[ Index of Recent Volumes | Previous Issue | Next Issue | Order ]
|A European Loanword of Early Date in Eastern North America||Allan R. Taylor||187|
|Negation and Mood in Mixtec: Evidence from Chalcatongo||Monica Macaulay||211|
|VC Reduplication in Salish||Jan P. van Eijk||228|
|"Where There Are Muskrats": The Semantic Structure of Coeur d'Alene Place Names||Gary B. Palmer||263|
|The Sociohistory of Clicks in Southern Bantu||Robert K. Herbert||295|
|Somali Color Term Evolution: Grammatical and Semantic Evidence||Luisa Maffi||316|
|The Linguistic Reflex of Social Change: Caste and Kinship Terms among People of Indian Descent in Natal, South Africa||Rajend Mesthrie||335|
Notes and Research Reports
|Errata in Teeter's The Wiyot Language||Karl V. Teeter||354|
|A Comment on Design Features||Charles F. Hockett||361|
|Nahuas and Spaniards: Postconquest Central Mexican History and Philology (James Lockhart)||Louise M. Burkhart||364|
|Language Obsolescence, Shift, and Death in Several Native American Communities (Allan R. Taylor, ed.)||Lyle Campbell||366|
|Verbal Art in San Blas: Kuna Culture through Its Discourse (Joel Sherzer)||John R. Bowen||369|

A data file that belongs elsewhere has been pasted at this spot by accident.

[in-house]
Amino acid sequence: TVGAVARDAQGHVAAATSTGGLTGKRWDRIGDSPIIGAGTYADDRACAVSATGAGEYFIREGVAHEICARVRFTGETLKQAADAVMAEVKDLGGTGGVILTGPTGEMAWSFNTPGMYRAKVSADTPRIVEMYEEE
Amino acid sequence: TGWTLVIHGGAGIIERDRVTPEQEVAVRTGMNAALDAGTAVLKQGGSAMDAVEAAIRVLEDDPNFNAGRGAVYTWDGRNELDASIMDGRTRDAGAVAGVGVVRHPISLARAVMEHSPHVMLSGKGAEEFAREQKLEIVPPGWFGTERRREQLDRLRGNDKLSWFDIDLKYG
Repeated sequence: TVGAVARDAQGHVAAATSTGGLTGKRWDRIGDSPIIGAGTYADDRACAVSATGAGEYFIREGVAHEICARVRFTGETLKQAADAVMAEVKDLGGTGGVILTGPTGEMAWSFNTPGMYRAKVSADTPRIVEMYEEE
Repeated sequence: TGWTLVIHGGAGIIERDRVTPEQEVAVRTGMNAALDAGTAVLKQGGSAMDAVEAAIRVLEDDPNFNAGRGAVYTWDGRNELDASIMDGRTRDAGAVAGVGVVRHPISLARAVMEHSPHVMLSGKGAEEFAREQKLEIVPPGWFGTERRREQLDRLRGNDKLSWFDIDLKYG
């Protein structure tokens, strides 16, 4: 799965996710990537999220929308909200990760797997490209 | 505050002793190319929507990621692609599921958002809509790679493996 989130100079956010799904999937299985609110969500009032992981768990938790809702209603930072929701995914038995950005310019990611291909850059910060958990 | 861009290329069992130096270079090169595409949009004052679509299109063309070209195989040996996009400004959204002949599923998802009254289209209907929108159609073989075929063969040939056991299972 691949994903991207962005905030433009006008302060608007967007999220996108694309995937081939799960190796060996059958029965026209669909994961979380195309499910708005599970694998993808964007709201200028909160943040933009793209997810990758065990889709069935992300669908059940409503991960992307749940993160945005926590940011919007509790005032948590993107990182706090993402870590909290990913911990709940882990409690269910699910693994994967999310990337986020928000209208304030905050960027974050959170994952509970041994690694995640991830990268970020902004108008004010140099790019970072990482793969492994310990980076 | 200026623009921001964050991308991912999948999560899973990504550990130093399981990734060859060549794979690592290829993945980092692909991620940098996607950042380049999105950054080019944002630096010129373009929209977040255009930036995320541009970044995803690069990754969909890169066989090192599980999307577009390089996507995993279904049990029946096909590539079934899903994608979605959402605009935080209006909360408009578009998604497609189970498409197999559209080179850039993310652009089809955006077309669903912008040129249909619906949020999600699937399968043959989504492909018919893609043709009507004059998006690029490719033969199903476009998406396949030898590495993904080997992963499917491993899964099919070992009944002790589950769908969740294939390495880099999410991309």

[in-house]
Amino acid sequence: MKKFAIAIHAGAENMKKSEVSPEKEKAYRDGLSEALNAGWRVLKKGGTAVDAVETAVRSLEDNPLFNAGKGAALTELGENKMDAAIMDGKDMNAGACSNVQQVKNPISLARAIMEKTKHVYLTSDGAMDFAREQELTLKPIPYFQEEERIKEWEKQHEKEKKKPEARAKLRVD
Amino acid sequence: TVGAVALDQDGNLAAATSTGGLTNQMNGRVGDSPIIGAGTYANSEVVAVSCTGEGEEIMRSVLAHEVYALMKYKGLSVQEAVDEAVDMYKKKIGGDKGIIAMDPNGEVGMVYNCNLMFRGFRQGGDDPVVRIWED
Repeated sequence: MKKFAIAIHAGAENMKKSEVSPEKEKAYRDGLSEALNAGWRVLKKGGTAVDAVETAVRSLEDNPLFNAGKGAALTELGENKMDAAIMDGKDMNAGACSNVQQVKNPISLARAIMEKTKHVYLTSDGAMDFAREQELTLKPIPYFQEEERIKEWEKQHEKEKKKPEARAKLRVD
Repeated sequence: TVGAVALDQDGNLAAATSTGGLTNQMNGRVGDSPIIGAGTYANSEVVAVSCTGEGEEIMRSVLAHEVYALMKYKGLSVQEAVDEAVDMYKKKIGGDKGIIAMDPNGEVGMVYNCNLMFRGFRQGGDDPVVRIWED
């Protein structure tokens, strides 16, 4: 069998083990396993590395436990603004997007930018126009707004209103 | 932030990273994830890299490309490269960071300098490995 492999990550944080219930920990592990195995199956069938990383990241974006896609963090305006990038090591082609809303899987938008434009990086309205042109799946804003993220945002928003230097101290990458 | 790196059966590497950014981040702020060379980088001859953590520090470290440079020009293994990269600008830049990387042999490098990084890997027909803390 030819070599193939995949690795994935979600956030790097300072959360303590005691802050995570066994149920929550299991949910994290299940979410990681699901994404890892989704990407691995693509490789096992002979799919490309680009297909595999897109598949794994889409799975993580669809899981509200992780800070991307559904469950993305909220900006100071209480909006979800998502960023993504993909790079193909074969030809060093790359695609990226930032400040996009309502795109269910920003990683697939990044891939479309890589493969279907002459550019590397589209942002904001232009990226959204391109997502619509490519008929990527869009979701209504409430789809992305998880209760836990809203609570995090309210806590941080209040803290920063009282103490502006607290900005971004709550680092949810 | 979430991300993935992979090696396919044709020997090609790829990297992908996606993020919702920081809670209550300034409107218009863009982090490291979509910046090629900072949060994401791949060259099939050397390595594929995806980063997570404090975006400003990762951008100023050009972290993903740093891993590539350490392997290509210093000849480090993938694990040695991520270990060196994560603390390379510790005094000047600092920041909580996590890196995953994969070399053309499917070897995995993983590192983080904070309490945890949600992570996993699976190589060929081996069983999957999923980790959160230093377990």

|The Empty Place: Poetry, Space, and Being among the Foi of Papua New Guinea (James F. Weiner)||Andrew Strathern||370|
|Language Style and Social Space: Stylistic Choice in Suriname Javanese (Clare Wolfowitz)||Susanna Cumming||372|
|Disentangling: Conflict Discourse in Pacific Societies (Karen Ann Watson-Gegeo and Geoffrey M. White, eds.)||Kate Riley||375|
|Sprung from Some Common Source: Investigations into the Prehistory of Languages (Sydney M. Lamb and E. Douglas Mitchell, eds.)||Donald A. Ringe, Jr.||376|
|Linguistic Purism (George Thomas)||Zdenek Salzmann||380|
|Sociolinguistics: A Sociological Critique (Glyn Williams)||Felice Coles||381|
|The International Encyclopedia of Linguistics (William Bright, ed.)||Karen Ann Watson-Gegeo||386|
|Teaching Sign Language to Chimpanzees (R. Allen Gardner, Beatrix T. Gardner, and Thomas E. Van Cantfort, eds.)||Kevin D. Hunt||388|
Abstract. Truly naturalized loanwords from European languages are somewhat rare in most of the languages of North America. Possibly the most successful example is a European term for the domestic pig. Introduced from Europe, that animal was prominent in colonial life and was eventually hunted and bred by the Indians. It appears that loans all derive from a minimum of two loaning events from two different continental European languages, Dutch and French. The probable loci of loaning are the Delaware and Upper Mississippi valleys.
Abstract. Many dialects of Mixtec are described as having two negative prefixes; in Chalcatongo Mixtec these prefixes are ma- and tu-. Most descriptions claim that one is used with potential aspect, and the other with other aspects. These dialects also have a third prefix, na-, usually called a hortatory. This paper shows that, at least in Chalcatongo Mixtec, ma- and na- are actually deontic mood-marking prefixes (distinguished by polarity), while tu is a general negator with different morphosyntactic characteristics. I survey other dialects, finding a wide range of data, and conclude that in some cases a fresh look at these elements is called for.